In past columns, we've discussed the value of optical disc storage for digital content. We are already accustomed to using optical discs exclusively for distributing content to end users and clients. (I can't remember the last time I used a Zip disk, let alone a floppy, for sending anything—between optical and online, there's no middle ground for distribution these days.) As a result, we are now amassing vast libraries of content on optical disc in our archives.
With CD and DVD jukeboxes, enormous amounts of content (project files, samples, client data, etc.) can be recorded in a central library. All this content remains accessible to both internal and external users without cluttering up our RAID systems. Optical discs thus offer one effective answer to the need for greater storage space at ever-lower costs. The discussion, however, remains open as to how to keep improving access times to that optical media.
For the digital studio—where content is not just accessed, but produced— the access challenge is different than for end-users. For end-users, the argument about drive speeds ended some time ago. Given that most discs only use a third or less of their capacity, the difference in throughput between a 36X or 48X speed CAV drive is nominal, since the drive only reaches top speed at the unused outer edge of the disc. For recording, moving from 8X to 40X Max is significant, but will 48X Max recording be that much better?
For the digital studio, on the other hand, the problem is that not one, but several people want access to data on a disc containing, say, frequently used clip files. One solution is to take a disc manually from the shelf to a local drive, but that's hardly time-efficient or conducive to multi-user access. This age-old network access problem presents enormous headaches for keeping libraries online and current.
A more efficient solution is the aforementioned optical jukebox. By keeping the data in a central location while still putting it out on the network, protecting that content is relatively easy. A jukebox, however, has a finite number of drives. If too many people want access to optical media, the wait begins. So incremental (or better yet, exponential) improvements in drive technology make a world of difference in a multi-seat studio with lots of bulky image and video files in circulation.
The need for capacity makes it high time to move to DVD as the primary optical system of choice. With Pioneer's DVR-104, pricing is no longer the constraint for DVD. Recorders at $240 and dropping have already appeared as of mid-2002. There isn't another worthwhile backup device around that cheap. DVD-R media also is predictably moving downward to under $1. Even with CD-Rs costing pennies, the added capacity and convenience of DVD outweighs the lower cost of CD-R.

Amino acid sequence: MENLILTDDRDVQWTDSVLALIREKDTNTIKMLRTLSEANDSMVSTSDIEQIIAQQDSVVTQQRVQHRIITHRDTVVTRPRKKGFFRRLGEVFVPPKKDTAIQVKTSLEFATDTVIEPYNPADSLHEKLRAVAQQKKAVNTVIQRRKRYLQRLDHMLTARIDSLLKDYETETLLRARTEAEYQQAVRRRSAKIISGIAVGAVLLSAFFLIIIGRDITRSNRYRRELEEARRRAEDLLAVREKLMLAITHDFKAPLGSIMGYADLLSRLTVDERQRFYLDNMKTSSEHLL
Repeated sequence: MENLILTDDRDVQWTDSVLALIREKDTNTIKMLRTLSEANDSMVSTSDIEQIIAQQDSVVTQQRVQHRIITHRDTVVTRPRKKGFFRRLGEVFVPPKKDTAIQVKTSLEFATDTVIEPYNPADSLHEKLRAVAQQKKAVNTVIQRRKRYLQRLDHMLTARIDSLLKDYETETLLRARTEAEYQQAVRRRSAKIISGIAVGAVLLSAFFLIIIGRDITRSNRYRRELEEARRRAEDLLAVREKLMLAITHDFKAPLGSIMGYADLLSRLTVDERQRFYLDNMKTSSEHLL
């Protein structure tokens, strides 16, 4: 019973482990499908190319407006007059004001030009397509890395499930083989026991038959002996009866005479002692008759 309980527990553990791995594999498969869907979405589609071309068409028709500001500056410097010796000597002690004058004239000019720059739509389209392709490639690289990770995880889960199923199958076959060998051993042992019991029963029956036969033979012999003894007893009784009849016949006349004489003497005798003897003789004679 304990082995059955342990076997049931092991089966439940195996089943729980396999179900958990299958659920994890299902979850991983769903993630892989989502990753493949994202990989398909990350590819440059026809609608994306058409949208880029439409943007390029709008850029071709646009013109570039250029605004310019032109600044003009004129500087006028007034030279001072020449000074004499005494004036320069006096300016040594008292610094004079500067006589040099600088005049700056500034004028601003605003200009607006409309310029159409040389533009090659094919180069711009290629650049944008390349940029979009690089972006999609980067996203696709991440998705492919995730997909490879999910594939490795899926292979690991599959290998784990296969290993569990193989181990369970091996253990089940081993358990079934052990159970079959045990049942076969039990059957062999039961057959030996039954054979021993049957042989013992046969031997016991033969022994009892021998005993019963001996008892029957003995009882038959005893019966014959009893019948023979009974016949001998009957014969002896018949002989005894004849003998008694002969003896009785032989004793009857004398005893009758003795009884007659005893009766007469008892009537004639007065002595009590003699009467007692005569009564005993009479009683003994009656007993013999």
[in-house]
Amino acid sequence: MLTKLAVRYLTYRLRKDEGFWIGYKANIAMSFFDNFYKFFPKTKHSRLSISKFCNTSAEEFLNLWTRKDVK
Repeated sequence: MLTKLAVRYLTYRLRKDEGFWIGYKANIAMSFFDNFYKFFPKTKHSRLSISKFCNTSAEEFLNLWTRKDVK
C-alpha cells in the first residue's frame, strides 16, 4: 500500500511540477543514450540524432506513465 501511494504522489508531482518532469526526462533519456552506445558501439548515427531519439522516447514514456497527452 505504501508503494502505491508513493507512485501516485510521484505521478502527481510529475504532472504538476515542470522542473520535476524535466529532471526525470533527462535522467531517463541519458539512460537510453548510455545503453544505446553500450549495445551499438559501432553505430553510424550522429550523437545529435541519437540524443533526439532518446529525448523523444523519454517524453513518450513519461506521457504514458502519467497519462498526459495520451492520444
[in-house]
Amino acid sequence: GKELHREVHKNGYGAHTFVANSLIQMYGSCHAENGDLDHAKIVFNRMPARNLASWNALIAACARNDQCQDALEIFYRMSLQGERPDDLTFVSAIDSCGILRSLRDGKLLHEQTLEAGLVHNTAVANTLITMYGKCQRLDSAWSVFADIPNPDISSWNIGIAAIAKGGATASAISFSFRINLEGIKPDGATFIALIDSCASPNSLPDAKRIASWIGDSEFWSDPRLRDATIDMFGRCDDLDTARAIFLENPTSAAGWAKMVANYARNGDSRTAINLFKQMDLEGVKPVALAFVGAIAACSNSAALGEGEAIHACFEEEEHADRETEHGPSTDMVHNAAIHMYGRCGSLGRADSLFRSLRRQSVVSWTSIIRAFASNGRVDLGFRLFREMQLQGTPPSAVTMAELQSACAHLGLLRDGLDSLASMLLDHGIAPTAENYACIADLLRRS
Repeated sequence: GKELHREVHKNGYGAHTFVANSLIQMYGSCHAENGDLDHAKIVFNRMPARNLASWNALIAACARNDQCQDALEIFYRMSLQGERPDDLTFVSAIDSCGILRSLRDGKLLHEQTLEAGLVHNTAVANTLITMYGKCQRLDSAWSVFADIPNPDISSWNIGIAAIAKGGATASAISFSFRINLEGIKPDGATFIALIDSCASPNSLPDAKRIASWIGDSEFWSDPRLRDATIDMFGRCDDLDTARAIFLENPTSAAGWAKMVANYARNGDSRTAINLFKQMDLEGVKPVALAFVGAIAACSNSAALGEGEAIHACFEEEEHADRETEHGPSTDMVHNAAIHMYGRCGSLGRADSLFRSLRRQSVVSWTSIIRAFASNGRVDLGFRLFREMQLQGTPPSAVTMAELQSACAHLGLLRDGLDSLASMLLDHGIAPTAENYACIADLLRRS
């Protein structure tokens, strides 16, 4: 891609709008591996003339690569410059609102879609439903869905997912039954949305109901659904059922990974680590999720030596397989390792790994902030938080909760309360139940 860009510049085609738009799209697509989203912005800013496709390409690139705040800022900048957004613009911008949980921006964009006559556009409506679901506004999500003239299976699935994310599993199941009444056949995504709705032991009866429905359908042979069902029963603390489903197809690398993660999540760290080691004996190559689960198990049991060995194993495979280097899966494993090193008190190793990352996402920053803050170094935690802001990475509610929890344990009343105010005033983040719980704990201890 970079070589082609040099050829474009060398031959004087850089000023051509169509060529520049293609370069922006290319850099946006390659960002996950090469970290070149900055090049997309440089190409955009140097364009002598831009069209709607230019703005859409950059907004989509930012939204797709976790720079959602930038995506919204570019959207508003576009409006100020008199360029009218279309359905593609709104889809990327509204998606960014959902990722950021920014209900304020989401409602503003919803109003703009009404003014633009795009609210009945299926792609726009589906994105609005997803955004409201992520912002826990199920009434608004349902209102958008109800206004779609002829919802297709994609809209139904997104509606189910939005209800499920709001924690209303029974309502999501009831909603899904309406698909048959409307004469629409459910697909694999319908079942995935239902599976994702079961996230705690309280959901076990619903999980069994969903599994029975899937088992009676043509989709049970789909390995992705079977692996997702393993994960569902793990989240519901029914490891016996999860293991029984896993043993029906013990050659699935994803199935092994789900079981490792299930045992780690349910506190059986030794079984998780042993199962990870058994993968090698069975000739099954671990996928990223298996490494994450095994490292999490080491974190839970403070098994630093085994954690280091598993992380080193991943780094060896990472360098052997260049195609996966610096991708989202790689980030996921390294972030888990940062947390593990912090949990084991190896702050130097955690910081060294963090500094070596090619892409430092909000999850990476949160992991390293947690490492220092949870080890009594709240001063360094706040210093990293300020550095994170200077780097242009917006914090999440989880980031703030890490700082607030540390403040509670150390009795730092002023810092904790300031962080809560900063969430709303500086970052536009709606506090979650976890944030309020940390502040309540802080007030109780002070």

One challenge facing DVD is the relatively lower recording speed of the recorders. While 48X CD-R units are cranking out 8.3MB/sec onto disc, users of 2X DVD-R must for now bide their time with 2.6MB/sec. Improved write head technology will move the DVD-R speed upward in drives due later this year. The rotational speed is already there with the CD-R motors—about 11,500RPM worth. The 2X DVD-R is moving at just 2,800RPM, so cranking it up four times should make a significant difference in recording speed.
CD-R drive performance continues to charge ahead. Sony, for example, announced in April of this year, a Digital Signal Processing chipset capable of 60X CD recording. Look for drives with this chipset sometime this fall.
Naturally, with a 60X CD recorder, the disc is going to be really moving—about 14,000RPM or more. Get DVD-R going at that speed (theoretically) and we'll be looking at 13MB/sec—4.7GB in 6 minutes!
So is 60X the limit for CD-R? For one thing, the logic of diminishing returns says yes. Manufacturers will grow increasingly reluctant to devote much more development time to CD-R standalones as writable DVD goes mainstream, and will devote most of their energies to combo drives.
Technically, the pursuit of speed has an upper limit not because of drive motors or read heads. It is the media. Twenty years ago, CD specs were developed for media to function when spinning at a mere 500RPM. Granted, materials have improved since then. But given the mandatory thickness standard, media can only become so strong. So CD/DVD media is reaching its upper limit for durability at 11,500RPMs. After that, things get a little dicey.
How dicey? In one test, researchers subjected CD media to speeds of 27,000RPM, and it disintegrated in a matter of seconds. This speed would correspond to a 110X drive. Providing a large safety margin for contemporary CD/DVD substrate seems then to limit drives to a speed of 60X and under. While properly containing potentially explosive drives might make an interesting column—not to mention satisfy the speed-need—it's bad for business.